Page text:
- Unfortunately this video paints a somewhat misleading and simplified picture. The problem arises that real life duopolies/cartels aren't usually based on single market transactions, but on iterated transactions. Iterating games essentially means that a participant doesn't have just one chance to make a strategic decision, as it would be in a single transaction situation, but instead there are multiple subsequent transactions and the participant can constantly re-evaluate their strategy during every single transaction. Essentially the participants replay the game constantly and remember all of their own previous strategies in individual iterations, as well those of the other parties'. This leads to some major differences from what is portrayed in the video above, which is what I'll attempt to explain below.
All of the following is assuming that MPC, market demand structure, average unit cost etc. do not vary with time and the participants have perfect information.
In a single, discrete case of the prisoner's dilemma, the Nash equilibrium is always non-cooperation. However, if you iterate the prisoner's dilemma indefinitely and the parties know that the game will be replayed, the Nash equilibrium moves from not cooperating to cooperation. This has to do with the fact that they know that the next iteration of the game will also give them a profit if they cooperate and they can assign a value for it, provided that there's enough reliable data without excess noise (I won't go into games with imperfect/asymmetric information, market variables and probability). The notion is generally called discounted cash flow, or DCF for short.
In this scenario, the participants will discount their anticipated profits from all future iterations and take them into account while making strategic decisions in every single iteration, which radically alters the payoff matrix. An important factor in the discounting process is that duopolies and cartels usually have a somewhat unforgiving trigger strategy in regards to cooperation, in which if the other one decides not to cooperate (undercut cartel prices or increase production), it will lead to the other party "losing trust" and not cooperating for the rest of the iterations of the game, thus returning to the classic Nash equilibrium of the Prisoner's dilemma. Simply put, an attempt by one party at hogging the cartel profits will lead to the collapse of the cartel and both participants returning to perfect competition, exactly in the manner as shown in this video. This leads to the following point: if the game is iterated indefinitely, the profits from cooperation are infinitely higher than not cooperating, the latter of which would result in the loss of all future cartel profits due to the grim trigger. If the discounted cash flow from cooperation now and in future iterations will always be higher than non-cooperation, neither party can improve its strategy by undercutting prices or increasing production. The Nash equilibrium hops over to the Pareto Efficient solution (in the reference frame of the participants of the game, not society as a whole).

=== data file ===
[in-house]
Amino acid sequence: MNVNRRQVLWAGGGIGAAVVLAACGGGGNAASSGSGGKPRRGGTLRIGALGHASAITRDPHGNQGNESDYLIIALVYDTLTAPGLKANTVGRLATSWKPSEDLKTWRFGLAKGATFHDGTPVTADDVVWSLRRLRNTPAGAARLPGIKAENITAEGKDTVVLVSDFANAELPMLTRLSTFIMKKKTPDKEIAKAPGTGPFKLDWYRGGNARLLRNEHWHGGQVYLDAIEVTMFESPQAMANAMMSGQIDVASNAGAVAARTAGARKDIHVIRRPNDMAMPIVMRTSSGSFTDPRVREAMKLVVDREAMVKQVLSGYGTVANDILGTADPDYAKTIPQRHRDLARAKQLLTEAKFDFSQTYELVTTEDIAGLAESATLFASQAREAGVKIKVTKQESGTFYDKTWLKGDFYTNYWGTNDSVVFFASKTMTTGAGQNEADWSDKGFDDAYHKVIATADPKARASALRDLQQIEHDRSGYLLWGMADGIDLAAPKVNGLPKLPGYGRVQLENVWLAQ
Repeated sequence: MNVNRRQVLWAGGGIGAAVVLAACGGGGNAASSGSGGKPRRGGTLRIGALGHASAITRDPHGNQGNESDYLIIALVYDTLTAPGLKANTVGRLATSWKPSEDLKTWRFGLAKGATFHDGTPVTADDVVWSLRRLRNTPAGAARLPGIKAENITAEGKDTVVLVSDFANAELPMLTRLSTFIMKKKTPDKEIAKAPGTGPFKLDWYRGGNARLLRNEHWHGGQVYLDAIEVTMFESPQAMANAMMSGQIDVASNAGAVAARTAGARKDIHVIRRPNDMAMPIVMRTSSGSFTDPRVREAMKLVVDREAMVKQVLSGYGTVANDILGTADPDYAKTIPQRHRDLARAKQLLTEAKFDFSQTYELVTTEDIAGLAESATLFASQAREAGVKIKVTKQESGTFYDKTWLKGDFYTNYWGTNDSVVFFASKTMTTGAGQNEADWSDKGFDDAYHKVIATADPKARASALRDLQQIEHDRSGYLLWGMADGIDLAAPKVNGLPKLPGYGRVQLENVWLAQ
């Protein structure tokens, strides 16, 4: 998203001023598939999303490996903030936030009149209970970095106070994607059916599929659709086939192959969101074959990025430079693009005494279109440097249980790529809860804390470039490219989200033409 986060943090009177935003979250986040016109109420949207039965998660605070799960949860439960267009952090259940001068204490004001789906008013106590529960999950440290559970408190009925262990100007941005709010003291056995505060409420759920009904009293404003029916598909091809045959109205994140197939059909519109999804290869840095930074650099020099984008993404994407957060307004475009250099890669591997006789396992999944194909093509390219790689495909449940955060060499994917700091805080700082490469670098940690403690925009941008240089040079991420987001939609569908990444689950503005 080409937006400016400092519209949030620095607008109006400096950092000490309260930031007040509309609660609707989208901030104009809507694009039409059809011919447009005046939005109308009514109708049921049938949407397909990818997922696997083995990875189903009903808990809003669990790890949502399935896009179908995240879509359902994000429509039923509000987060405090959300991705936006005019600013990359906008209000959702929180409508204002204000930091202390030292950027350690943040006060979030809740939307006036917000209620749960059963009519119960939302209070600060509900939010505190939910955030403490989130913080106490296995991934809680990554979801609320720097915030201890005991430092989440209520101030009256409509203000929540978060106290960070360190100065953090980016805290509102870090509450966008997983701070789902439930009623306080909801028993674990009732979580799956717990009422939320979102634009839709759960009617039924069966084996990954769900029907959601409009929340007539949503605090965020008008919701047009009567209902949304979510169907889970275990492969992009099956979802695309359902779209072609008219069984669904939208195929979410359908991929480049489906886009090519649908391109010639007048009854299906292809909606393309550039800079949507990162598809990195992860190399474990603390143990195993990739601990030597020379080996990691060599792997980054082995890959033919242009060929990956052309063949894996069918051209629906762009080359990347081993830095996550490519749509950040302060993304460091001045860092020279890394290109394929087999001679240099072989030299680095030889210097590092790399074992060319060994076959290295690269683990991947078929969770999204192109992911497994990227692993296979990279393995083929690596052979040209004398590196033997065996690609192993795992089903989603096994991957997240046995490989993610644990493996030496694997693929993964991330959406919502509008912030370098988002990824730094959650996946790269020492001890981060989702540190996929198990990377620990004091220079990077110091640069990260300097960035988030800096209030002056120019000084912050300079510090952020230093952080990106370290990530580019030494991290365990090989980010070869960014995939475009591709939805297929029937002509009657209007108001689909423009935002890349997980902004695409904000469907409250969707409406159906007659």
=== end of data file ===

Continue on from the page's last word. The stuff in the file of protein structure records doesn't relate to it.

All this complex jargon can be summed up by the old idiom of the stupidity of killing the goose that lays golden eggs in hopes for a quick slightly higher one-time profit. I appreciate the attempt at just explaining the basics, but unfortunately the basics lead to oversimplification and demonstrably false models. To truly understand cartel behavior in game theory, you a) have to differentiate between single games and iterated games, and b) understand basic trigger strategies and which of them applies in any given model.(3 votes)